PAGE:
Yesterday (March 23), Spain’s Supreme Court ruled that 25 leaders of the autonomous region of Catalonia should be tried for rebellion, embezzlement, or disobeying the state. Some of them have already been detained and held without bail pending trial. If convicted, they face 30 years in jail.
That harsh judgment led crowds of protesters to gather around Spanish government buildings in Barcelona as well as other parts of the region.
Some members of the crowd burned pictures of the Supreme Court judge Pablo Llarena and of Spain’s King Felipe.
Protestors tried to break through police lines. Riot police forced them back.
At least 20 people were injured as police used riot batons to keep protesters away.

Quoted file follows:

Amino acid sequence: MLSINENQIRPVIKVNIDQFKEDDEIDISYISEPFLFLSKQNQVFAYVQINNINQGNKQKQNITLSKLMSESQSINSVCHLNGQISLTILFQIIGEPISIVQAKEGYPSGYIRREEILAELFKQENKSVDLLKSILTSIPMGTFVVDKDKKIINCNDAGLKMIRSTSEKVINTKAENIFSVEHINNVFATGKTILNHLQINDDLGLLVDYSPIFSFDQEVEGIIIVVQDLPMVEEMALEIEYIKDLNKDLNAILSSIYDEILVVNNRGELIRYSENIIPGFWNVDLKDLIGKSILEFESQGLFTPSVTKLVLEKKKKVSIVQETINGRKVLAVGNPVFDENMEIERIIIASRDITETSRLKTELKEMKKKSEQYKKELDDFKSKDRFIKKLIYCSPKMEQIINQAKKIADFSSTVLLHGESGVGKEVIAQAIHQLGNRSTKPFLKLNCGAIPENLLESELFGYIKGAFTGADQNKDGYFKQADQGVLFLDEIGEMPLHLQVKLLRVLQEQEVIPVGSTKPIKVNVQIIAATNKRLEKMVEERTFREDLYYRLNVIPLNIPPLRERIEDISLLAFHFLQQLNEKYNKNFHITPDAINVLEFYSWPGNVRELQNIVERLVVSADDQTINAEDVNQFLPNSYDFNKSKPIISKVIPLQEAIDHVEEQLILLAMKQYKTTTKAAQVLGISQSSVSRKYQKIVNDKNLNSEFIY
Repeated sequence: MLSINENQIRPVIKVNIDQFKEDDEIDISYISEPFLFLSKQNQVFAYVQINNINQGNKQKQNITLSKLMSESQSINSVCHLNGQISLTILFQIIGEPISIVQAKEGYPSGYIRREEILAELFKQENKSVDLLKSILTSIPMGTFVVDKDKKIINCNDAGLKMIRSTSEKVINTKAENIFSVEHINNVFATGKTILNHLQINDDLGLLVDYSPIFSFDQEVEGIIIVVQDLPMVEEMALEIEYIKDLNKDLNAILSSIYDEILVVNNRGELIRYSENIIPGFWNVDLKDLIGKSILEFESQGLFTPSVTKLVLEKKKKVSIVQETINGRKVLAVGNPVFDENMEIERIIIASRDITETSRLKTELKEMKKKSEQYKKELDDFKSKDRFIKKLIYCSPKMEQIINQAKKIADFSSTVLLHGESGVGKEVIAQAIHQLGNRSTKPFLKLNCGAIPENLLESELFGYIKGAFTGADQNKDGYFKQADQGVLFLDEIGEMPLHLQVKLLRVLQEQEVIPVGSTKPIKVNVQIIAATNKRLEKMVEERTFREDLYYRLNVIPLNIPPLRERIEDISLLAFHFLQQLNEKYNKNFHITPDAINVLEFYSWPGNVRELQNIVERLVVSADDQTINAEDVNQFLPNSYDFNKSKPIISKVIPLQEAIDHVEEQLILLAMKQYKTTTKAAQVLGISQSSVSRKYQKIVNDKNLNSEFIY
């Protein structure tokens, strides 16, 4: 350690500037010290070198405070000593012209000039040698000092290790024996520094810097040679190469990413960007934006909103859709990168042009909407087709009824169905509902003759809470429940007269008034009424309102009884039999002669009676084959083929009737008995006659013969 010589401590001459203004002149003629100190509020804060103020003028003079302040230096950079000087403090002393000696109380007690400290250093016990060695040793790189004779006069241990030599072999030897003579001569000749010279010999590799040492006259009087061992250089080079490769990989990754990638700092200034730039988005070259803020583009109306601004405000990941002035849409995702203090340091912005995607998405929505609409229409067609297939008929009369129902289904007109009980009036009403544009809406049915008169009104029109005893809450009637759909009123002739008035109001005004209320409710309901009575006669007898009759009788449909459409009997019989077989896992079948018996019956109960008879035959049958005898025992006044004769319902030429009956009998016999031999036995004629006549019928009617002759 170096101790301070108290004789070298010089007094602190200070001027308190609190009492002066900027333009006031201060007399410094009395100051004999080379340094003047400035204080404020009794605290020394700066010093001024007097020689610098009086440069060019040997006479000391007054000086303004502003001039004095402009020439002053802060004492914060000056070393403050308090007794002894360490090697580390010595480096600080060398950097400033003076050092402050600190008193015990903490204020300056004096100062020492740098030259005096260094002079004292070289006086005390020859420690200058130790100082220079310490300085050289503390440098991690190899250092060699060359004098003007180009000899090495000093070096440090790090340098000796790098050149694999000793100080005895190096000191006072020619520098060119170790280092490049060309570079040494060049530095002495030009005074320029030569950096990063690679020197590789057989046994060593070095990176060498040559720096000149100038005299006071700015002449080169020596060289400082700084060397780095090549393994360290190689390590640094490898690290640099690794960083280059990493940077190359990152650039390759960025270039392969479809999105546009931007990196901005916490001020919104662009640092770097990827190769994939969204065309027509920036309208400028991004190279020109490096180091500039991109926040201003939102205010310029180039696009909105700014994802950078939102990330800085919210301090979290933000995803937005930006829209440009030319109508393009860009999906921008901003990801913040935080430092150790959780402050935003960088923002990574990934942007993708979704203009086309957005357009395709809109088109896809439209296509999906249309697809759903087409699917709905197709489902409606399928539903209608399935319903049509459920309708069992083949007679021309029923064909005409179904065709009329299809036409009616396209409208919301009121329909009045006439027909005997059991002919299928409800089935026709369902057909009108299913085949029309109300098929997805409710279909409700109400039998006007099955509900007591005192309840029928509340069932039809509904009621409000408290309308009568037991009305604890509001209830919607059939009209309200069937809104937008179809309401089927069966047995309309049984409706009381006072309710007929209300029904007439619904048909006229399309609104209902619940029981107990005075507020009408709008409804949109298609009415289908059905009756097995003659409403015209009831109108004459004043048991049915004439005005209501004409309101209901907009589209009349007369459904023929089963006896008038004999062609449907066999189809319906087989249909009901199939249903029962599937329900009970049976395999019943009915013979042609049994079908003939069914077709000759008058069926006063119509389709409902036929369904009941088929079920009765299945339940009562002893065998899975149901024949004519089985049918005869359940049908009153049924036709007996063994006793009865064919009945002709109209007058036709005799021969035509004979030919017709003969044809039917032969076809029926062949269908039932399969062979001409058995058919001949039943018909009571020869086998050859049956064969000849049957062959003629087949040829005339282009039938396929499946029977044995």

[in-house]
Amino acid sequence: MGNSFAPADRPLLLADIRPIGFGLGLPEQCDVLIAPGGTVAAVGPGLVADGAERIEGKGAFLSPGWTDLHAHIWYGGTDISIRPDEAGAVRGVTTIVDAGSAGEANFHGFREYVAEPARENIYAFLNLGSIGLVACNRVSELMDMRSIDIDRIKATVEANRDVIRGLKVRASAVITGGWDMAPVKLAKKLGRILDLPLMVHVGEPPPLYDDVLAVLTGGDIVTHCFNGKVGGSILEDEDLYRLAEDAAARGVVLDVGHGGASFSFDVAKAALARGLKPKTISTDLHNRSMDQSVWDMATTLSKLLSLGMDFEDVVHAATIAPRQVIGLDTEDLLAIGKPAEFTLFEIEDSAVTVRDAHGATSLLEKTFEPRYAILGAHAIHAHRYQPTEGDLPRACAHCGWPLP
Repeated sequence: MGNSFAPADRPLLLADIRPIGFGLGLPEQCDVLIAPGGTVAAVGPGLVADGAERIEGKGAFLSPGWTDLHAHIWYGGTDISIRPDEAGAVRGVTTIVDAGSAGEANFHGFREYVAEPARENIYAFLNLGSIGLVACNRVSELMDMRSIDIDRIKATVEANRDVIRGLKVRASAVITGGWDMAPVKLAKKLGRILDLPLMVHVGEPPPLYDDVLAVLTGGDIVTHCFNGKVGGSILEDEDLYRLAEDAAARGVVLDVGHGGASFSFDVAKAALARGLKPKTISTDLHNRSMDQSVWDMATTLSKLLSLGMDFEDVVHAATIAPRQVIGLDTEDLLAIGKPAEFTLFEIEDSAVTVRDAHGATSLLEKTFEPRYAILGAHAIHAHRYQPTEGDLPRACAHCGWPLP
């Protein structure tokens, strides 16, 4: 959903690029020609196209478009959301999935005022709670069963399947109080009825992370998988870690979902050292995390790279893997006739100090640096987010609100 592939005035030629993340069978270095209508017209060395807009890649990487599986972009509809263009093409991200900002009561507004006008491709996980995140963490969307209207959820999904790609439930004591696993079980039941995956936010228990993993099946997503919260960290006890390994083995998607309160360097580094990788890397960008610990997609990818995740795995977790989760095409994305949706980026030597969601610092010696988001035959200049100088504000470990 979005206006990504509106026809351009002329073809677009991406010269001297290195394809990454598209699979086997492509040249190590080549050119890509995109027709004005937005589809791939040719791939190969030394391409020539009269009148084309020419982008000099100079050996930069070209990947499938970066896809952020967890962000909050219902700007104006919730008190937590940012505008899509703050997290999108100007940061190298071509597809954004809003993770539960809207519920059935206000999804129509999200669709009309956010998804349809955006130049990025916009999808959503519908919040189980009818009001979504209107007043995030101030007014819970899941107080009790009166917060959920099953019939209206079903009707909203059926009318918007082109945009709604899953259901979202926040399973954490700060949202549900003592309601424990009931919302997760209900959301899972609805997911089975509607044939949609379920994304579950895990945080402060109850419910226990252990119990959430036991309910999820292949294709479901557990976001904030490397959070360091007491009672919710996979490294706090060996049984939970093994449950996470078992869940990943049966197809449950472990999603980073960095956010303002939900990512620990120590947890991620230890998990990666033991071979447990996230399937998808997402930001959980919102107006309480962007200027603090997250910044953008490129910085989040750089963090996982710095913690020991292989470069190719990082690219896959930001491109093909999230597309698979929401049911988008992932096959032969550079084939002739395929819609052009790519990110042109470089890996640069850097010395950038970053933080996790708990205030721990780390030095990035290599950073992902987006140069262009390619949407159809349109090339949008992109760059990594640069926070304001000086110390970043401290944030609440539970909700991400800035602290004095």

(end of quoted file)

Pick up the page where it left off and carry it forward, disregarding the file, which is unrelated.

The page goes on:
Other protestors set fire to garbage cans.
Catalonia has a long history of trying to break away from Spain.
Economic hardship beginning in 2008 exacerbated historical grievances, as Spain’s severe credit crisis, billion-euro bank bailout, and soaring unemployment catalyzed independence movements once again. Around 80% of people in the region opted for independence in an informal vote (a “participation process”) in 2014, although turnout was low. In December, less than three months after Catalonia’s “illegal” referendum which leaders of the autonomous claim resulted in a vote for independence, Catalonia’s parliamentary election exposed how divided the region is on independence.
Since then, Spain’s government has increased efforts to put Catalan leaders on trial and quashed moves that would separate Catalonia from the rest of the country.